Top Totty
Trembling Rabbit
Trotter's Tipple
Trout Tickler
Weiss Buoy
Weiss Squad
What the Duck
Whitley Wobbler
Wigan Bier
Winkle Warmer Porter
Wobbly Bob
Ye Olde Trout

After all that, mine's a pint of the beautifully named Stella Artois.

Wednesday, 16 April 2008

Has "Real Ale" had its day?

Ok,  now I've got your attention I should clarify – I mean the term "real ale", NOT "real ale" itself.

Real ale rhetoric is commonly along the lines of "we want more people to drink real ale, we think more people should give up mass-produced lager." 

A number of factors influence the decisions of the majority who prefer to stick with safe mass-produced beer. Paramount amongst them is image, and image is made up of associations. My belief is that associations attached to the word "ale" are inhibiting its uptake.

"Ale" is an ancient word, over a thousand years old. That's a lot of history. Indeed, a history to be proud of. Unfortunately, it seems to me, use of the word "ale" forces us to look backwards – and significant numbers of people are really deeply indifferent to, and uncomfortable with, looking backwards. 

Just think of some of the contemporary interests of British people e.g. fashion, technology, their kids, the latest release by a favourite band. All these interests are imbued with a curiosity about what might happen in the future. "Ale", being a historical word doesn't fit in with the forward-looking cultural interests of huge numbers of people.

There is another angle here: younger people seem the most resistant to the allure of depth of history; older people tend to grow to appreciate historical associations. I don't find this surprising. Young people, by virtue of having a lot of life ahead of them are prone to looking forward. The corollary is that older people have more to look back on, and in  so doing may develop increased interest in the built-in historical associations of the word "ale".

The beer market reflects this: real ale, on the whole, appeals to older men (we'll get on to the gender question some other time).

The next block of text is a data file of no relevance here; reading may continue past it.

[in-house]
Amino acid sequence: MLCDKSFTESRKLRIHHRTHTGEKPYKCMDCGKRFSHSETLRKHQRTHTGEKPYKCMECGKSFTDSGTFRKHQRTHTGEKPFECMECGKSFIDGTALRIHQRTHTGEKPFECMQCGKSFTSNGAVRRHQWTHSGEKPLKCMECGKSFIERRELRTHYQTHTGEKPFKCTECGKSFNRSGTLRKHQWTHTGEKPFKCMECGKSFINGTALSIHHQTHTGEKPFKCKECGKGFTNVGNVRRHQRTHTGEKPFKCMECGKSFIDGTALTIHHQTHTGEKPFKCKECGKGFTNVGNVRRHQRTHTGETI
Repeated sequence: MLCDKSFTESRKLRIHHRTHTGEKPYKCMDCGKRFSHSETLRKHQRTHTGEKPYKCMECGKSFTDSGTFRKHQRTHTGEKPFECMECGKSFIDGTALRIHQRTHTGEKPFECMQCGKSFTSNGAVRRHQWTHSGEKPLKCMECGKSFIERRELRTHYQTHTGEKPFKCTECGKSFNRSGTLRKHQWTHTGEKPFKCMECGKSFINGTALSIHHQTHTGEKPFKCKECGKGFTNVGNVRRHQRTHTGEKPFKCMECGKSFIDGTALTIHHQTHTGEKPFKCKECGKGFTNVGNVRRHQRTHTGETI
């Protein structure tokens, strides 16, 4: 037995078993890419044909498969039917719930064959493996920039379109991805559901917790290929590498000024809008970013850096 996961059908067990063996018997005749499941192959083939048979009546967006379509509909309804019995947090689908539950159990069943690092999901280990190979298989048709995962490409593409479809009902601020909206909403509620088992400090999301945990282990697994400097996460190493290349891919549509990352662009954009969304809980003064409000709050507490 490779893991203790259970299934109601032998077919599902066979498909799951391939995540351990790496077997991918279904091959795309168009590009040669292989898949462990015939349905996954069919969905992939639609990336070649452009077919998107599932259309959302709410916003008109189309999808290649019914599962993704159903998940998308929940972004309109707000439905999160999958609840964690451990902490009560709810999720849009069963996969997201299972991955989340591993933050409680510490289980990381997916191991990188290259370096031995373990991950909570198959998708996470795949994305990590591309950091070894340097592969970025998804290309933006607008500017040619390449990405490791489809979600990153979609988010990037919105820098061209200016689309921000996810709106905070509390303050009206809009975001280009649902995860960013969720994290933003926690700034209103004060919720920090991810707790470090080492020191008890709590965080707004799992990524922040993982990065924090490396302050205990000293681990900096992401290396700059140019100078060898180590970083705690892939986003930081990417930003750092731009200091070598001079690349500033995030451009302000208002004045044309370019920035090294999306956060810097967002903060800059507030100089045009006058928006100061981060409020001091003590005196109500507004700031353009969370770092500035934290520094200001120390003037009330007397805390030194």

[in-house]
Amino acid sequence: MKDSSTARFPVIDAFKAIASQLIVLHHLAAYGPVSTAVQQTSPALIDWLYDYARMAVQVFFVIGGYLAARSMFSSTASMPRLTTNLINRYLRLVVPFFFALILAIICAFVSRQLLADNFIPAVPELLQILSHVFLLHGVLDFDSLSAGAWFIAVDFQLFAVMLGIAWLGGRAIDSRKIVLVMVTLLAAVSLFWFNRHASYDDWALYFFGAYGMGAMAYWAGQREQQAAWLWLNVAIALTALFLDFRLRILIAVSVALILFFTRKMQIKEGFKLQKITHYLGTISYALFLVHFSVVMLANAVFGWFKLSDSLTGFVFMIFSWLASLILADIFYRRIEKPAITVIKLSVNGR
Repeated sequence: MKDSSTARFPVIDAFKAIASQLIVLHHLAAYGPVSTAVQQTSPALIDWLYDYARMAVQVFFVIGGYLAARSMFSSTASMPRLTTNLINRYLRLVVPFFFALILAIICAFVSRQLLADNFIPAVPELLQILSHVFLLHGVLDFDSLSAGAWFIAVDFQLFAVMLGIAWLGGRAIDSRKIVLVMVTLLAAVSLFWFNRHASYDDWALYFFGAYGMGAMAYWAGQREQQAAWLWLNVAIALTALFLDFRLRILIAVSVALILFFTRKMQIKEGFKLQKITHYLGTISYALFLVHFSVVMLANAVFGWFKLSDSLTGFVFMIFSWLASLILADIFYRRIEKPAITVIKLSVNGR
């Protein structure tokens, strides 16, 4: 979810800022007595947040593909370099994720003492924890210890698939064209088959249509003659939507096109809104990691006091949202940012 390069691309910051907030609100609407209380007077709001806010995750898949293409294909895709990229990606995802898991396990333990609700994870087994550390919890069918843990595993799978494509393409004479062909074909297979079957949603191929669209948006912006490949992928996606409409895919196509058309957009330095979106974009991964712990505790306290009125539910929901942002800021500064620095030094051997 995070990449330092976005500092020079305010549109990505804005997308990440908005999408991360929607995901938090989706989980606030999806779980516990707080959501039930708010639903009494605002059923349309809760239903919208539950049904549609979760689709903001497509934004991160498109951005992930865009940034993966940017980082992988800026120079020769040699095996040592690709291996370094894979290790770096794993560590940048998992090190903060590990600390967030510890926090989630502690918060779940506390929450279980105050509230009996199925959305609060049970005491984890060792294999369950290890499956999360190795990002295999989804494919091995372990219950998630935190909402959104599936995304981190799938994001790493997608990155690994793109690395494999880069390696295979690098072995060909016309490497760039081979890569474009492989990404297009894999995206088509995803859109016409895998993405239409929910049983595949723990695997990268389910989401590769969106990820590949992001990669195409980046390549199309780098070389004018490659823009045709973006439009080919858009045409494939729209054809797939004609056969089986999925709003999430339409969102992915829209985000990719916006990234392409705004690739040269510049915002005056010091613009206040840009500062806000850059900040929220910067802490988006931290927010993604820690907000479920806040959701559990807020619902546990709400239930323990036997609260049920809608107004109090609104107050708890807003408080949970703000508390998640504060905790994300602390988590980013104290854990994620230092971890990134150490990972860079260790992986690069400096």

(OK, at this point some loudmouth will be telling us in exasperated tones about Kevin S0-and-So aged 18 who only drink real ale, as if that trumps my argument. That's an exception isn't it? It's like a smoker defending his habit by saying "my grandad smoked 40 a day until he was 102". It's an exception, not an example of a trend.)

Here's my conclusion: as part of a broader effort to sell more craft beer to more people outside of the long-standing middle-aged bloke demographic it is necessary to ditch the word "ale". And ditching the word "ale" means ditching the the term "real ale", it's had its day. The replacement I favour is "craft beer." What say you?

Tuesday, 8 April 2008

What's so "Festive" about an airless dungeon?

In the past couple of years I've been to one or two British beer festivals that I thought were quite good - pleasant environment, a good mix of people and reliably good beer. The 2007 GBBF and Keswick Beer Festival spring to mind. I'm starting to think that beer festivals are improving.

All of a sudden, along comes a BF that shatters my fragile hope – Newcastle Beer Festival.

The location is the basement music venue in the university Students' Union building. The walls are painted matt black and the lighting is harsh chucking-out-time flourescent. The seemingly unventilated room is warm and clammy. An improvised bar dominates the centre of the room; apparently un-cooled casks lurk within.

My brother, two friends and I race in and pick some beers: hmm, so-so. Nothing blatantly "off" but nothing blatantly enjoyable either. All the beer temperatures are above the ideal and all the beers are lacking condition. Flavours are dull and lifeless - "brown". We put it down to luck of the draw. The second round is the same. As is the third. Rob says "sod this" and goes home. Round four provides John with an excellent Timothy Taylor's "Ram Tam". Round five is a write-off.

Dismayed by this dismal hit rate we head upstairs for a cider palate-cleanser, hopefully something gueuze-like. The man who serves us is wearing shabby carpet slippers, and some of the cider tastes something like that. Fortunately Mr Slippers is quite forthcoming with samples and we find some bracingly agreeable dry cider to finish the evening.

Although we didn't specifically see any "showcase for real ale" blurb on  this occasion, this kind of cant is usually attached to beer festivals. Presumably the desire to showcase "real ale" played a part in the motivation behind Newcastle BF like all other similar events. Sadly, it failed dismally in this presumed aim.